Academic journal article
By James, William H.
The Journal of Sex Research , Vol. 37, No. 4
The authors offer some propositions which I take to be logically flawed. These may be summarized as follows:
(A) the authors write in their abstract `(1) sex determination is random, or (2) sex determination is facultative or biased', (B) the authors claim (1) there is evidence against Weinberg's Rule--that among human dizygotic (DZ) twin pairs, there are almost exactly equal numbers of same-sexed (SS) and opposite-sexed (OS) pairs--and that (2) this evidence constitutes grounds that support `the biased or facultative position' (their p. 169).
I shall deal with these points in order.
In this context the word `facultative' may be taken to mean "tending to confer reproductive advantage as e.g. in producing more grandchildren." There are many examples of offspring sex ratios of subpopulations which differ significantly from those of their parent populations, such as the offspring sex ratios of men exposed to a number of deleterious chemicals (e.g., dioxin: Mocarelli et al., 1996; and boron: James, 1999); or men destined to suffer from various diseases such as prostatic cancer (James, 1990) or testicular cancer (Moller, 1998). However there are no grounds for supposing that these sex ratio biases are facultative: indeed it is invalid to infer (without further argument) a facultative function for an established sex ratio bias. The point has been satirized by Gould & Lewontin (1979). It is only from documented reproductive advantage that one may infer facultative sex ratios.
Most of the data in the authors' Table 1 was reviewed in the most recent study cited in that table (James, 1992). It is worth explaining why the evidence in that table (which at first sight looks overwhelming) remains indecisive.
In estimating the proportion of DZ twins which are SS and OS, it is usual to observe the following rules in regard to a randomly ascertained sample of twin pairs.
(1) All opposite-sexed twins pairs are DZ.
(2) For practical purposes, all monochorionic twin pairs are MZ.
When these two categories of twins are set aside, one is left with the subsample of same-sexed dichorionic pairs. These may be either MZ or DZ. These twins of unknown zygosity are then subjected to a series of tests by genetic markers (e.g., of blood groups). Each pair which is discordant on any marker is diagnosed DZ. However, after the testing, the remaining twin pairs (which are concordant on all markers) contain all the MZ pairs plus some undiagnosed SS DZ pairs which (by chance) happen to be concordant on all the markers so far employed. It is, in principal, possible to estimate this number of concordant SS DZ pairs by applying the same set of markers to the opposite-sexed pairs (which are known to be DZ). However, though the OS twins in many of the cited studies were tested on such markers, it is clear that this testing was, in general, not so rigorous (viz on not as many markers) as that on the SS pairs. This is for a good reason. The main purpose of the markers is to establish whether a pair of twins is MZ or DZ. But that is already known in the case of OS pairs! Hence the number of SS DZ pairs concordant for all markers tend to be over-estimated.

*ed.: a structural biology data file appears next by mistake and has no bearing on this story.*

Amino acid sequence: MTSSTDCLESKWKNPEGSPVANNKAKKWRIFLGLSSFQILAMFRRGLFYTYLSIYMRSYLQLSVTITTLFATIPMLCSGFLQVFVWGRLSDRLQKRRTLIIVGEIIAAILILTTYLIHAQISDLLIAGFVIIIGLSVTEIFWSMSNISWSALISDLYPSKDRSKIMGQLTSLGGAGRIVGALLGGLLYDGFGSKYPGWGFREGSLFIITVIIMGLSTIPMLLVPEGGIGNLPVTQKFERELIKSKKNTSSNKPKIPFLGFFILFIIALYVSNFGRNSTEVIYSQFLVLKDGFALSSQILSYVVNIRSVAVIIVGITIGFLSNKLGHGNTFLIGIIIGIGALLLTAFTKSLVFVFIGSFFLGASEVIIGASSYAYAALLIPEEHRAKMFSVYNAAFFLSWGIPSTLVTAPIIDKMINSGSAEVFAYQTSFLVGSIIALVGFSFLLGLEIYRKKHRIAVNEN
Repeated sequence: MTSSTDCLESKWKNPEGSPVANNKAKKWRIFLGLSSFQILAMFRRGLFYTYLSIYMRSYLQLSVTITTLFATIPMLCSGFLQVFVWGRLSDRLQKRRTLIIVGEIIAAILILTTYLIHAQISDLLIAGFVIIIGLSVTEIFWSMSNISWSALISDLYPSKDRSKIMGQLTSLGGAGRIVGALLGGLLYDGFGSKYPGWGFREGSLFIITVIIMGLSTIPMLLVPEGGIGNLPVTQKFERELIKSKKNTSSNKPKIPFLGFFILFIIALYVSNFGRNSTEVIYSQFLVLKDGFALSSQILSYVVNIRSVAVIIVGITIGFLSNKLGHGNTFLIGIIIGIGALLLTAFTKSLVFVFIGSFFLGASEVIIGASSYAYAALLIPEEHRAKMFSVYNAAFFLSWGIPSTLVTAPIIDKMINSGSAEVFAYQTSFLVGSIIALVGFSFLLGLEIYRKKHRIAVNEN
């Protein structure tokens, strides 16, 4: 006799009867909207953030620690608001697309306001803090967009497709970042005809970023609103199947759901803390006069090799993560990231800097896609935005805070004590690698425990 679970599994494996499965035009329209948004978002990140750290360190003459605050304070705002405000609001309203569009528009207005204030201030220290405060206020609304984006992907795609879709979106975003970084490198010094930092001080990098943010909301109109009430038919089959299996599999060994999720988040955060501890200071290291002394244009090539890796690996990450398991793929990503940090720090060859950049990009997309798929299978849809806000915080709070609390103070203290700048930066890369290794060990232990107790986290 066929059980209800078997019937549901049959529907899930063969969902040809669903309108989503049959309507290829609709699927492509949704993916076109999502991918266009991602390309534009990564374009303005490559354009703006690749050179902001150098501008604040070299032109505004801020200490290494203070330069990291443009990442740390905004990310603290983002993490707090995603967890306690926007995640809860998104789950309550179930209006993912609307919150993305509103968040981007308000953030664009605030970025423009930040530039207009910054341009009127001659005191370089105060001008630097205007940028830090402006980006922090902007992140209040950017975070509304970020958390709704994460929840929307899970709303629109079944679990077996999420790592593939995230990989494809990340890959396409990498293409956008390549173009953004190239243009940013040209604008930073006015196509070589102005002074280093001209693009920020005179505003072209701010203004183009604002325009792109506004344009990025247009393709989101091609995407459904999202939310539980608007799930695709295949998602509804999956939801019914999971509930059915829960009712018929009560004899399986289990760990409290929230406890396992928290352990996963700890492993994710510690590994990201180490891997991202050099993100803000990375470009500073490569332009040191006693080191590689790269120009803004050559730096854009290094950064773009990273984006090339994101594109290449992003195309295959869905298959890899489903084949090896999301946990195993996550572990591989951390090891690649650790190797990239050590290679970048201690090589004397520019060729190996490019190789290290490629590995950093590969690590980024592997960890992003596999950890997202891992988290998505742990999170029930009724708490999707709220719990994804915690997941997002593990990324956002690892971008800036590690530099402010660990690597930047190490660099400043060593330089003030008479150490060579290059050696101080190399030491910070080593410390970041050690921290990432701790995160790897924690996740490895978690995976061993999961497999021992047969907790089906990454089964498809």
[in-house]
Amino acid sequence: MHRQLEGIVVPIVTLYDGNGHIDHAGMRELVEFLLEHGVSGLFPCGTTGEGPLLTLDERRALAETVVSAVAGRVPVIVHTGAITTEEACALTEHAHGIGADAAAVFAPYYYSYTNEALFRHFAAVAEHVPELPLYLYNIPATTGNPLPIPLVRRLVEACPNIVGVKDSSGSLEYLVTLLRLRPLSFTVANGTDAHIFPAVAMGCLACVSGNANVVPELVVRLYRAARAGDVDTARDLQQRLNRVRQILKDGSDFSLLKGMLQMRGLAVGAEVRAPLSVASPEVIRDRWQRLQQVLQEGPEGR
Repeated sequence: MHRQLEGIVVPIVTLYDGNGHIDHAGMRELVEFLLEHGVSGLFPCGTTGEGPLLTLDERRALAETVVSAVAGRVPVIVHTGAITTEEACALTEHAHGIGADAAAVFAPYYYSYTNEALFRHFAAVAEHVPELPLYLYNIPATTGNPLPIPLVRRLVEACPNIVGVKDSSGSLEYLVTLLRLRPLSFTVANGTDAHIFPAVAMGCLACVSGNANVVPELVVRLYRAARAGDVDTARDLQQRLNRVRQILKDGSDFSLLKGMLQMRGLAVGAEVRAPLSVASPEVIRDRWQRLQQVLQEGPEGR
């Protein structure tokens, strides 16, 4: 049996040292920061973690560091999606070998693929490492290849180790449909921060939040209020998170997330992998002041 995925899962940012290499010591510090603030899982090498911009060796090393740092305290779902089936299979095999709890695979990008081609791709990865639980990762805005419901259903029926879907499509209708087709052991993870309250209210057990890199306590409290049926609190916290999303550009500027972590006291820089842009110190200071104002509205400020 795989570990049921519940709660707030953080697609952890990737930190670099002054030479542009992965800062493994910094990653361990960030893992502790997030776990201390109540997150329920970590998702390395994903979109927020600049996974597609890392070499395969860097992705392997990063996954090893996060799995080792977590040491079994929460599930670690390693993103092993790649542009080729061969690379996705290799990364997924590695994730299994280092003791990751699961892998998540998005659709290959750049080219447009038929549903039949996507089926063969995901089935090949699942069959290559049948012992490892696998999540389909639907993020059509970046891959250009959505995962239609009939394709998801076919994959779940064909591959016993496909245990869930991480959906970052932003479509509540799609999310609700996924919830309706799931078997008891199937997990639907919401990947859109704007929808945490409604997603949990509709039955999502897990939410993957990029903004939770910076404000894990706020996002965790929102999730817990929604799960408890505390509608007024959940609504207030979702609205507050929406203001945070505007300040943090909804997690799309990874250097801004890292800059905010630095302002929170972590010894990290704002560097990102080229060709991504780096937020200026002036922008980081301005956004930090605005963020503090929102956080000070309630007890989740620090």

So, pace Coney and Mackey, no firm conclusion may be reached from the data in their table. With modern genetic techniques, the relative numbers of SS and OS DZ twin pairs will be established--but, as far as I know, accurate evaluation of the ratio has not yet been published.
In short, there is, as yet, no compelling evidence against Weinberg's Rule. And even if there were, that would not affect the status of the proposition that (some) sex ratio variation is facultative. The two propositions are logically independent as I noted (James, 1997a).
I should like to make some observations on whether (some) human sex ratio variation nevertheless is facultarive and, if so, whether it is controlled by the "woman as final arbiter. …